Earlier this month, we posted coverage of an ingenious calculator hack that took a Casio calculator and put an ESP8266 module and an OLED display in the space occupied by its solar cell. Controlled by a pair of unobtrusive Hall effect devices, the calculator could have been used as an ingenious cheating device but was to us the epitome of a well-executed hack. We may have liked it but it seems the folks at Casio didn’t, because they’ve issued a DMCA takedown notice for the project’s GitHub repository.
We’re not lawyers, but if you’d care to visit our original coverage and watch the video in full, you’ll see that the ESP does not in any way tap into the calculator’s functions. The epoxy blob over the Casio processor is intact and no wires connect to the calculator mainboard, so it is difficult to imagine how any Casio code could have found its way into a repository full of ESP8266 code for the Arduino IDE. A quick search for “Hack-Casio-Calculator” on GitHub, at the time of publishing, turned up the relevant code despite Casio’s takedown, and we can’t see what they’re on about. Maybe you can?
Over the years there have been many attempts to use the DMCA on projects in our community. Some have been legitimate, others have been attempts to suppress exposure of woeful security, and still more have been laughably absurd. This one seems to us to edge into the final category, because it is difficult to see how the project described could contain any Casio code at all. It would be entirely legitimate to issue a DMCA takedown had the epoxy blob been removed and Casio’s code been retrieved from the calculator chip (and we’d certainly cover that story!), but as far as we can see taking a scalpel to a calculator’s case and stuffing a module behind the solar panel window does not come close.
It’s evident that Casio do not like the idea of one of their calculators being turned into a cheating device, and we understand why that might be the case. But to take the DMCA route has served only to bring more publicity to the affair, and those of us with long memories know that this can only lead to one conclusion.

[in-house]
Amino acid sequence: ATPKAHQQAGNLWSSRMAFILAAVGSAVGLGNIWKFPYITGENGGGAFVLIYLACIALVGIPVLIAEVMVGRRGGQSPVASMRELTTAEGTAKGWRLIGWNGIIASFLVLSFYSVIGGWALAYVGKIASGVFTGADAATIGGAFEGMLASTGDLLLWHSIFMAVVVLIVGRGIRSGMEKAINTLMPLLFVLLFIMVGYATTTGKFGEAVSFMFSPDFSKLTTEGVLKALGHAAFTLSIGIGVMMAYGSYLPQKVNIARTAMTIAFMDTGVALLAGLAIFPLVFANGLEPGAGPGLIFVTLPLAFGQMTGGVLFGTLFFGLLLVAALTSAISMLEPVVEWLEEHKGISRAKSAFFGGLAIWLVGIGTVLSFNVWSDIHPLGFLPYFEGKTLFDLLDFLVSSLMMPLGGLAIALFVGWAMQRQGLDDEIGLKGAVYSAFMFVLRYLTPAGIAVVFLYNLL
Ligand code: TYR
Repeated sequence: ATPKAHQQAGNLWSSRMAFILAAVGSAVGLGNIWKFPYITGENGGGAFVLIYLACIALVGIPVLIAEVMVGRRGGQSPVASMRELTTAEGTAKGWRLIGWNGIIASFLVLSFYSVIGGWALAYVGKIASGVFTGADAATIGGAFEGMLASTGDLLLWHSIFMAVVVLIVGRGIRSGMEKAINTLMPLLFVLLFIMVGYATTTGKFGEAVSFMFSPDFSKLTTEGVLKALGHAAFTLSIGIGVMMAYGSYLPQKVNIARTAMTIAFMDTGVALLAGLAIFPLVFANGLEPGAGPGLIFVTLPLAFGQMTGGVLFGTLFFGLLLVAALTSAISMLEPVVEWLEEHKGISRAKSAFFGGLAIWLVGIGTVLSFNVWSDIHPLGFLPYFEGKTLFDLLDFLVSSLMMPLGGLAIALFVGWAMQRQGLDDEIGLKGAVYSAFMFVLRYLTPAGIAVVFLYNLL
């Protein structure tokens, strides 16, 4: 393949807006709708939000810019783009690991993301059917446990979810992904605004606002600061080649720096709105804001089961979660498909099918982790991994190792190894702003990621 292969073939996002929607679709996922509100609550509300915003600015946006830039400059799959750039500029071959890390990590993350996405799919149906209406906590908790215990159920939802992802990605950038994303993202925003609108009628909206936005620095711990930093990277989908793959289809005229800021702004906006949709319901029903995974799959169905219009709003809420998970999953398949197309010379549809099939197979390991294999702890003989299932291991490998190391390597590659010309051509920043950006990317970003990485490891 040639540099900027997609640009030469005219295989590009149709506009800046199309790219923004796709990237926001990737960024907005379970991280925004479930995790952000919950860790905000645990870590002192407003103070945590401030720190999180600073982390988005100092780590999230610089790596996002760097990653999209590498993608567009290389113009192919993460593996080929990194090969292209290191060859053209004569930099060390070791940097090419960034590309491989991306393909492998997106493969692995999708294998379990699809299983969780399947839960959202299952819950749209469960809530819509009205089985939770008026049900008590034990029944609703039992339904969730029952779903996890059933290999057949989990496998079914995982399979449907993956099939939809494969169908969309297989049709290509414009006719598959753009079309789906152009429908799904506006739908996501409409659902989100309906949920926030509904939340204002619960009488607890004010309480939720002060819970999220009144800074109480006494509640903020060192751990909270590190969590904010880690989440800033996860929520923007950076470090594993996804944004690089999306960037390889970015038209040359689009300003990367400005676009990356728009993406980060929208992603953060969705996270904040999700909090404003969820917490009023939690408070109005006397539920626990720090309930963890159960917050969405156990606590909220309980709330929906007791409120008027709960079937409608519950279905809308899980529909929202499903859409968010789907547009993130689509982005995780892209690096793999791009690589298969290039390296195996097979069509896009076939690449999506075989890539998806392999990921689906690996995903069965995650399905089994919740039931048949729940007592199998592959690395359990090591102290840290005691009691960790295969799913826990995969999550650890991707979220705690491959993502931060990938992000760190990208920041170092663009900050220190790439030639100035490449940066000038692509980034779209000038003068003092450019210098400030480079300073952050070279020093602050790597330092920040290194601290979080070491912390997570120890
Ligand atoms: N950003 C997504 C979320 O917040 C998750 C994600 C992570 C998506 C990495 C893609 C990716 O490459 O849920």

Not content to rule the world of digital watches, Casio also dominated the home musical keyboard market in decades past. If you wanted an instrument to make noises that sounded approximately nothing like what they were supposed to be, you couldn’t go past a Casio. [Marwan] had just such a keyboard, and wanted to use it with their PC, but the low-end instrumented lacked MIDI. Of course, such functionality is but a simple hack away.
The hack involved opening up the instrument and wiring the original keyboard matrix to the digital inputs of an Arduino Uno. The keys are read as a simple multiplexed array, and with a little work, [Marwan] had the scheme figured out. With the Arduino now capable of detecting keypresses, [Marwan] whipped up some code to turn this into relevant MIDI data. Then, it was simply a case of reprogramming the Arduino Uno’s ATMega 16U2 USB interface chip to act as a USB-MIDI device, and the hack was complete.
Now, featuring a USB-MIDI interface, it’s easy to use the keyboard to play virtual instruments on any modern PC DAW. As it’s a popular standard, it should work with most tablets and smartphones too, if you’re that way inclined. Of course, if you’re more into modular synthesizers, you might want to think about working with CV instead!
Obviously, we would never endorse cheating on an exam, but sometimes a device is just too tempting to be left untouched. For [Neutrino], it was an old Casio calculator that happened to have a perfectly sized solar panel to fit a 128×32 OLED as replacement. But since the display won’t do much on its own, he decided to connect it to an ESP8266 and mount it all inside the calculator’s housing, turning it into a spy-worthy, internet-connected cheating device, including a stealthy user interface controlled by magnets instead of physical buttons. (Video, embedded below.)
To achieve the latter, [Neutrino] added two Hall effect sensors and a reed switch inside each end of the calculator. Placing a magnet — possibly hidden in a pen cap — near the reed switch will turn the display on, and placing another magnet near the Hall-effect sensors will navigate through the display’s interface, supporting two inputs with long, short, and multi-tap gestures each. To obtain information through WiFi, the ESP8266 connects to Firebase as backend, allowing to set up predefined content to fetch, as well as a possibility to communicate with your partner(s) in crime through a simple chat program.
As the main idea was to keep visible modifications to a minimum, one shortcoming is that charging the additional battery that powers the whole system would require an additional, external charging circuit. But [Neutrino] had a solution for that as well, and simply exposed two wires to the back, which could easily be mistaken for random solder splatters. And well, of course, requiring WiFi might also be tricky in some situations, so maybe you might want to consider a mobile network upgrade for yourself.
Despite his best efforts to repair the LCD on his Casio FX-702P, it soon became clear to [Andrew Menadue] that it was a dead-end. Rather than toss this relatively valuable device in the trash, he wondered if would be possible to replace the LCD with a more modern display. Knowing that reverse engineering the LCD panel itself would be quite a challenge, he decided instead to focus his efforts on decoding the communications between the calculator’s processor and display controller.